El curso temporal de la negaciónprocesamiento y representación

  1. Isabel Orenes Casanova
Supervised by:
  1. Carlos Santamaría Moreno Director

Defence university: Universidad de La Laguna

Year of defence: 2013

Department:
  1. Psicología Cognitiva, Social y Organizacional

Type: Thesis

Teseo: 353087 DIALNET

Abstract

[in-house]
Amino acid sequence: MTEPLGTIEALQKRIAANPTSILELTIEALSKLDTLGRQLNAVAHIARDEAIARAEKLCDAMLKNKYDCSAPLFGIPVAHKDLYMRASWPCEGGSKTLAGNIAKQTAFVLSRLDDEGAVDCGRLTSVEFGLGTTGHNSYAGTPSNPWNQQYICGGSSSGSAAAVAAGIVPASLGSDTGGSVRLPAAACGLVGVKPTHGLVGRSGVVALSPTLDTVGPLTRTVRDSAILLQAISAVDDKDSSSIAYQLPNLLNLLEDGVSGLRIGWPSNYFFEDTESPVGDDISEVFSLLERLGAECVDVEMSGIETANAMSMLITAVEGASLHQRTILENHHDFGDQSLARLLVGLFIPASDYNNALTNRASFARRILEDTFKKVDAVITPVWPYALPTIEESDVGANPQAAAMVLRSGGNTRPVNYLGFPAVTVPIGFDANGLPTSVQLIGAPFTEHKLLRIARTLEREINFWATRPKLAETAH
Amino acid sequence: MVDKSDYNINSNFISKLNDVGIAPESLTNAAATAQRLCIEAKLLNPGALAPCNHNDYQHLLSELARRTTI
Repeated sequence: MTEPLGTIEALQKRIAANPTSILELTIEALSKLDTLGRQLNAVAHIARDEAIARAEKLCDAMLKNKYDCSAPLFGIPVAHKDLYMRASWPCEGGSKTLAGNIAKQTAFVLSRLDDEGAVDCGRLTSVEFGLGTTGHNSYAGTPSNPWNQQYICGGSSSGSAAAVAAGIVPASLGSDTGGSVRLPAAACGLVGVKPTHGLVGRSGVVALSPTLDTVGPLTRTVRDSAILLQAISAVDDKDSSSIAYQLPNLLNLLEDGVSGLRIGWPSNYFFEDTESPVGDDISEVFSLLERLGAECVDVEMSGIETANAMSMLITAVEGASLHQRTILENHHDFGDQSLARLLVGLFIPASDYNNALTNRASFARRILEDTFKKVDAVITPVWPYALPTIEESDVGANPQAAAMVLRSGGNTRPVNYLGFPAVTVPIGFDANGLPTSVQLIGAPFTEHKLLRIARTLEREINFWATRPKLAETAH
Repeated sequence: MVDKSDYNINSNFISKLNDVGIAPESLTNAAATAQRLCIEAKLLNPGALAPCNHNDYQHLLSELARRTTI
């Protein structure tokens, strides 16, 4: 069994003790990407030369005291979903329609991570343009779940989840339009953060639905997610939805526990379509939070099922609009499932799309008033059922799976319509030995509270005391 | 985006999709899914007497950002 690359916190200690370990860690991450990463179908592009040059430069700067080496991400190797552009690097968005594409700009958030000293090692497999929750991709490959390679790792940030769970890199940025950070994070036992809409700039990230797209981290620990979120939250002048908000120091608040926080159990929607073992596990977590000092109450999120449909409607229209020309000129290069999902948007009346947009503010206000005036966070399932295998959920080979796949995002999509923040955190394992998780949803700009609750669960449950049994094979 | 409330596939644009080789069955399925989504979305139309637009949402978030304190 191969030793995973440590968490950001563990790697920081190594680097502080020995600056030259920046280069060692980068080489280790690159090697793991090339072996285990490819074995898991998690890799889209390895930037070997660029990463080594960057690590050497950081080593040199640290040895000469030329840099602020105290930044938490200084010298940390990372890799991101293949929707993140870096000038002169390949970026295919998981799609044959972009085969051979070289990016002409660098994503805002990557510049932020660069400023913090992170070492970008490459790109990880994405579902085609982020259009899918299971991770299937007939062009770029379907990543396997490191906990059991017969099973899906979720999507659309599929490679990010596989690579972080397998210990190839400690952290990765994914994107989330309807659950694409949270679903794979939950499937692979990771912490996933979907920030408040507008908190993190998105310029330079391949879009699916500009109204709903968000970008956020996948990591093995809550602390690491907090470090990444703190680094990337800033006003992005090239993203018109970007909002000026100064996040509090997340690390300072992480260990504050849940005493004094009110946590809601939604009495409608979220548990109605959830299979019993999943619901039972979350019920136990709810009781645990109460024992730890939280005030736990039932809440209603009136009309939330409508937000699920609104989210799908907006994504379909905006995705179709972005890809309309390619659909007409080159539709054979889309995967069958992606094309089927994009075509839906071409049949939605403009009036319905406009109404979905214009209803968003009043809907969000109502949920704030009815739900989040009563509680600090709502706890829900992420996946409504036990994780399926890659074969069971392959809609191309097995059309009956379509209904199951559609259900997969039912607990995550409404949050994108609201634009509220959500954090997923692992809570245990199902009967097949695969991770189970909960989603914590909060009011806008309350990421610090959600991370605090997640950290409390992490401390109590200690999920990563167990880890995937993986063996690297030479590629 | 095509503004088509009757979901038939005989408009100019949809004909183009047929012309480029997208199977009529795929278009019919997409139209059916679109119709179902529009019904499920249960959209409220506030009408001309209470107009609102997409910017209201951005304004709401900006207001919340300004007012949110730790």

Representation has been a central issue in cognitive science since the beginning (see Bruner, Goodknow, & Austin, 1956). Nowadays, it is commonly accepted that iconic (or analogical) representation is essential to language comprehension (Barsalou, 1999; Glenberg, Meyer, & Lindem, 1987; Johnson-Laird, 1983; Zwaan & Radvansky, 1998). This means that individuals understand language by representing an analogical structure in their mind that corresponds to the structure of the world being described. However, there are some components of natural language, such as negation, that do not have any analogical correspondence in the real world. Following Wittgenstein¿s classical example (1953), one could well employ an image of a red figure with a superimposed cross to represent the sentence `The figure is not red¿, but one would have still to know that the cross symbolizes negation, and nothing in the image could tell us that. Furthermore, one would have to know what negation itself means. Negation is a syntactic operator that takes an argument (e.g., Spain won the Confederations Cup final in 2013) and reverses its truth value. This means that if an argument is false, then its negation is true (e.g., Spain did not win the 2013 Confederations Cup) and vice versa. This meaning can only be captured symbolically. However, embodiment theory, one of the frameworks that has risen to dominance in cognitive science today, holds that negation is only understood iconically. The main contribution to knowledge of the present thesis is the finding that individuals are able to understand negation symbolically. Although previous studies have shown this using reaction time (Clack & Chase, 1972), we present evidence of the unfolding processing of this kind of representation using the tracking of eye movements. The assumption is that there is a direct relation between what the eyes look at and what the mind processes. Other contributions of the present thesis relate to how the comprehension of negation is modulated by the representation of the negated argument and the context in which it occurs. The meaning of negation is difficult for most individuals to understand, leading to longer processing times and higher error rates compared to the corresponding affirmation. A variety of factors have been proposed to account for this fact, ranging from purely grammatical mechanisms to the influence of affective connotations. But accounts based on semantic and pragmatic factors are surely the most supported by empirical evidence (Miller, 1962; Wason, 1965). Semantic accounts attempt to answer the question of how the meaning of a negative sentence is understood by a representational mind. As a result, they explain the differences between negation and affirmation on the basis of mental processes and representations. A considerable part of this dissertation is dedicated to delving further into these types of cognitive explanations of how negation is understood. First, we make use of a new methodology, the visual world paradigm, to reconcile two well-established cognitive theories: embodiment and mental model theory. Second, we offer a new perspective of the semantic function of negation and examine its impact on the comprehension of concepts that vary in their degree of concreteness. Pragmatic accounts confront the issue of negation complexity from a different perspective. They focus on providing an answer to the questions of why and how people use negation in a communicative context, and consider that comprehension is definitively influenced by how much appropriate (felicitous) information is being used in a given context (Givon, 1978; Wilson & Sperber, 2004). The main pragmatic account (the denial hypothesis) claims that negation is used to deny what a hearer might be mistakenly keeping in mind. In the third part of this dissertation, the role of denial in comprehension is evaluated, again by means of the visual world paradigm methodology. The following is a summary of the different experiments run to study the three main predictions comprising the experimental part of this dissertation. 1. How negation is understood: Evidence from the visual world paradigm. As explained above, the first goal of the present dissertation was to show that individuals are able to understand negation symbolically. To test this, we studied the process of understanding negation and the resulting mental representations. The two-step theory (Kaup, Lüdtke, & Zwaan, 2006), based on the embodiment theory, holds that the understanding of a negative sentence, like the figure was not red, leads to the construction of two iconic mental representations: first, the negated situation (e.g., a red figure) and next, the actual situation (e.g., a green figure). Remarkably, this theory claims that the two representational steps are compulsory, in that they must occur whenever the comprehension of a negative sentence is at stake. In this way, the inclusion of symbolic operations is avoided. Alternatively, the mental model theory, while accepting that individuals will represent the actual situation to understand negation whenever possible, also holds that they can represent the negated situation and apply a symbol for negation. Hence, this theory recognizes two ways of dealing with negation, as well as the possibility of including symbolic operations in its comprehension (Khemlani, Orenes, & Johnson-Laird, 2012). Our hypothesis was that the comprehension of negative sentences is modulated by the availability of the actual situation. In our experiment, this actual situation was made available in what we called the binary context, in which a disjunctive sentence like the figure could be red or green appeared before a negative sentence like the figure was not red. But it was unavailable, in the sense of underspecified (or indefinite), in what we called the multary context, wherein the same negative sentence followed a sentence like the figure could be red, or green, or blue, or yellow. Also, we made use of the visual world paradigm methodology, which allowed us to track semi-continuously participants¿ visual attention over a set of four figures shown in the screen, while they were hearing the passages containing both the context (binary or multary) and the target sentence (affirmative or negative). For the binary context, the same outcome was predicted by both the two-step and the mental model theories: that there would be an initial focus of attention on the figure representing the negated situation (a red figure) followed by a focus on the figure representing the actual situation (a green figure). In contrast, different predictions were anticipated for the multary context: under the mental model theory, the prediction was that there would be persistent attention on the figure representing the negated situation, while the two-step theory predicts a progressive decrease of attention on that figure. In Experiment 1, we confirmed predictions of the mental model theory and found that people shifted their visual attention toward the figure representing the actual situation in the binary context, while focusing exclusively on the negated figure in the multary context. This latter finding, the focus of attention on the negated figure, was confirmed using different tasks in two follow-up experiments (Experiment 2: recognition; Experiment 3: verification) in which negative sentences were presented without any preceding context. The finding of a persistent focus on the negated figure suggests that the comprehension process was relying on the representation of the negated situation, and hence that the actual situation is of no use for understanding negation outside of a binary context. Thus, these findings pose a problem for the two-step theory. They show that the two simulation steps are not necessary to understand negation. Instead, they tend to support the mental model theory, which claims that negation can be understood by keeping the negated situation plus a symbolic tag indicating that this situation is negated. 2. Visual concepts impede negation. The second goal of the present dissertation was to demonstrate that an argument that is symbolic could make negation easier to understand. We predicted that the negation of arguments that involve visual words (related to the representation of an image) would be slower to process than negation involving non-visual words (although visual words are ordinarily easier to process). To test this hypothesis, we carried out two experiments. In Experiment 1, we presented a context that alternated between negation of the argument involving the visual (iconic) word: the boy was brave and he was not asleep and negation of the non-visual (or symbolic) argument: the boy was awake and he was not cowardly. The next sentence (the target) consisted of a similar conjunctive phrase with the same meaning, but with the previously negated word replaced by its contrary visual argument (e.g., the boy was brave and he was awake). The target sentence was similar for both conditions, and we measured the time that people took to read this target. As predicted, results showed that participants took longer to read the target sentence after the negation of the visual argument than after negation of the non-visual argument, although visual concepts had been found to be easier to comprehend than non-visual concepts in a previous lexical decision task. In Experiment 2, we corroborated the previous result using a similar design. In this case, we presented a context that alternated between negation of the argument involving visual word (e.g., the boy was brave and he was not asleep) and negation of the non-visual word. The next sentence (the target) consisted of a similar conjunctive phrase, but without negation (e.g., the boy was brave and he was asleep). This was done to test that the effect found in Experiment 1 was due to the type of representation of the negated word (e.g., asleep), rather than its cancellation. Together, these two experiments lead to the conclusion that iconic representation could impede some symbolic operations such as negation. 3. Inconsistencies make negation plausible: Evidence from the visual world paradigm. The third goal of the present dissertation was to prove whether the context in which the argument is presented could make negation predictable and easier to understand. A special case of this prediction occurs when the negation functions to deny a misconception. Outside of this context, negation is more difficult to understand than affirmation (Givon, 1978). To test this hypothesis, we presented three types of context followed by affirmative or negative sentences (e.g., her dad was (not) poor) while presenting images of the affirmed (e.g., a poor man) or denied entities (e.g., a rich man). In a neutral context (e.g., her dad lived on the other side of town) the participants looked at the affirmed entities before the denied entities. This effect was magnified when the context corresponded to a contextually true belief, that is, when the context and the target sentence were consistent (e.g., She supposed that her dad had enough savings followed by her dad was not poor). However, people looked at the object that corresponded to the negation within the same time frame as they looked at the object that corresponded to the affirmation when the sentence referred to a contextually false belief, that is, when the context and the target sentence were inconsistent (e.g., She supposed that her dad had little savings followed by her dad was not poor). Those results corroborated our prediction. Negation was as easy to comprehend as affirmation when it was used to deny a false belief (or misconception). Outside of this context, negation was more difficult to understand than affirmation. The findings of this section confirmed denial hypothesis predictions, leading to the conclusion that there is an asymmetry in the usage of the main semantic function of negation (truth-value reversal) that modulates comprehension. In particular, they indicate a preference of using negation to reverse the value of mistakenly held ideas. It is likely that this asymmetry in use is related to the important maxim in communication of telling the truth. Conclusions. The empirical analysis addressed in this dissertation has yielded three main findings with important consequences not only for the topic of negation, but also for the more general topic of language comprehension. As a whole, these findings lead us to conclude that the comprehension of negative sentence is modulated by the core semantic meaning of negation (truth-value reversal). This meaning can be only represented symbolically, from whence follows that any representational theory of human language has to consider including symbolic representation for connective concepts like negation. Our results fit better with the mental model theory than with the two-step theory. Also, we have revealed for the first time that iconic (visual) representations slow the comprehension of negative sentences. This finding could be generalized to reasoning and would indicate that symbolic representation could be essential in certain complex tasks. This type of representation allows for ease of operation, because it reduces the processing load on working memory. And finally, we have shown that although negation is more difficult to understand than affirmation, the meaning of negation is easily understood when it is used in a denial context.